Boosting online rights with the African Declaration on Internet Rights and Freedoms

Boosting online rights with the African Declaration on Internet Rights and Freedoms

The pan-African initiative seeks to improve human rights online as well as Internet openness and access.

At a recent Internet Governance Conference held in Harare, MISA Zimbabwe promoted the African Declaration on Internet Rights and Freedoms (AfDec) as a tool to promote freedoms in the digital space.

The Declaration intends to outline “the principles which are necessary to uphold human and people’s rights on the Internet, and to cultivate an Internet environment that can best meet Africa’s social and economic development needs and goals.”

It builds on seminal African human rights instruments such as the African Charter on Human and Peoples’ Rights (ACHPR), the Windhoek Declaration on Promoting an Independent and Pluralistic African Press, the African Charter on Broadcasting, the Declaration of Principles on Freedom of Expression in Africa, and the African Platform on Access to Information Declaration.

MISA Zimbabwe endorsed and joined AfDec in 2015 because both aim to achieve similar objectives around Internet freedoms.

During the 2019 Multi-stakeholder Internet Governance Conference, Izak Minnaar and Hlengiwe Dube discussed how AfDec can be used in the southern African region to support the specific rights of freedom of information and access to information.

Minnaar referred to the obligations of African Union member States under ACHPR Resolution 362 of 2016 to implement “legislative and other measures to guarantee, respect and protect citizens’ right to freedom of information and expression through access to Internet services” in line with the Commission’s resolution on the Right to Freedom of Information and Expression on the Internet in Africa.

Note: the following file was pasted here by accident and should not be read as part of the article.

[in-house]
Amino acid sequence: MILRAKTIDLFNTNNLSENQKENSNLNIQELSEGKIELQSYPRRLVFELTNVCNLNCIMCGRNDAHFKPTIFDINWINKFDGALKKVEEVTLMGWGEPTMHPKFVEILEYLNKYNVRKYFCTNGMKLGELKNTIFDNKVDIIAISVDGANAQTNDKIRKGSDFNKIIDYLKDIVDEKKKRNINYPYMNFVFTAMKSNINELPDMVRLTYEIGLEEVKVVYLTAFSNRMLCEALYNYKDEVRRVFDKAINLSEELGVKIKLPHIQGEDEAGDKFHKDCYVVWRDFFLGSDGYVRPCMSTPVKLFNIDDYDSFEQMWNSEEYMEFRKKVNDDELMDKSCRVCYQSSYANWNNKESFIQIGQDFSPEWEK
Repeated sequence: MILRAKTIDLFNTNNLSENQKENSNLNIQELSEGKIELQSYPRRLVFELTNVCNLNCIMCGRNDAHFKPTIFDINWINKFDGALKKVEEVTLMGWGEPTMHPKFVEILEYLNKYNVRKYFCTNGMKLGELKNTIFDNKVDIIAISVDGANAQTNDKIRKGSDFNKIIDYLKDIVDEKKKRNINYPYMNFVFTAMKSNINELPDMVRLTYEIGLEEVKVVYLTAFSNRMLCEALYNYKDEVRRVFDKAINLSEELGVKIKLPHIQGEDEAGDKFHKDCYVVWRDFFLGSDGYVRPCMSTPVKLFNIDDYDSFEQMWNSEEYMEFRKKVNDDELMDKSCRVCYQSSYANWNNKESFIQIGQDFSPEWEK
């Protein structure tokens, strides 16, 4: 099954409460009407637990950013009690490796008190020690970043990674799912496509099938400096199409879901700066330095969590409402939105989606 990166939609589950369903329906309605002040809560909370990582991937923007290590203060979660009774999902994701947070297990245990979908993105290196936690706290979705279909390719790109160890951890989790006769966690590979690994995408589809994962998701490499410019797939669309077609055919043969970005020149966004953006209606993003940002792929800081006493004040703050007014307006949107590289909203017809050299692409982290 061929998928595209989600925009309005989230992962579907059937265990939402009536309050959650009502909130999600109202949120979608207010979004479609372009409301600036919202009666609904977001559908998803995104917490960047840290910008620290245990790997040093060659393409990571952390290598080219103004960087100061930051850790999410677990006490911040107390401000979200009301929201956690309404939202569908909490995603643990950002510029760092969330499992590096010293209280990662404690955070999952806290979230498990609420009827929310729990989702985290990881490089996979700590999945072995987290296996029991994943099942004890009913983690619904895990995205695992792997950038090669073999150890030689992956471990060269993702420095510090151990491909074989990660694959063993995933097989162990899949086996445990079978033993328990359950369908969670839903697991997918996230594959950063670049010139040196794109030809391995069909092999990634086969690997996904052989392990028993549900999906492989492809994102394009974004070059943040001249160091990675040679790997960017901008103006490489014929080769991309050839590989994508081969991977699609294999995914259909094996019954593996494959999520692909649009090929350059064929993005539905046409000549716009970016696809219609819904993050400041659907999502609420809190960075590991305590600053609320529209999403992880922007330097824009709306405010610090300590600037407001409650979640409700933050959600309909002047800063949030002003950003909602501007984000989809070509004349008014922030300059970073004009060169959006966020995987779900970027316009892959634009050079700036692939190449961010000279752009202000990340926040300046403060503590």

He also spoke about the role of ACHPR’s Declaration on Principles of Freedom of Expression and Access to Information. This is a soft law instrument meant to guide governments on how to promote the rights to freedom of expression and access to information in the age of Internet-based communications. Under Principle 37, States are encouraged to facilitate access to the Internet by:

Facilitating freedom of expression and access to information online and the means necessary to exercise these rights.

Recognising that universal, equitable, affordable and meaningful access to the internet is necessary for the realisation of freedom of expression, access to information and the exercise of other human rights.

Cooperating with all relevant stakeholders adopt laws, policies and other measures to provide universal, equitable, affordable and meaningful access to the internet without discrimination.

Dube analysed Zimbabwe’s Freedom of Information Bill against the access to information and free expression standards set out in AfDec and the revised ACHPR Declaration on Principles of Freedom of Expression and Access to Information.

She reminded conference participants to always remember that access to information legislation must address the needs of minorities such as people living with disabilities.

AfDec Co-ordinator, Koliwe Majama, who facilitated the session, also pointed out the need to involve ordinary people including sexual minorities in the Internet Governance dialogue as well as paying attention to their unique access to information and freedom of expression needs.

Membership to the AfDec Coalition is open to interested organisations and individuals. Interested parties may endorse the Declaration at this link.

//Ends 

About MISA Zimbabwe

The Media Institute of Southern Africa (MISA) Zimbabwe was founded in 1996. Its work focuses on promoting, and advocating for, the unhindered enjoyment of freedom of expression, access to information and a free, independent, diverse and pluralistic media.

Share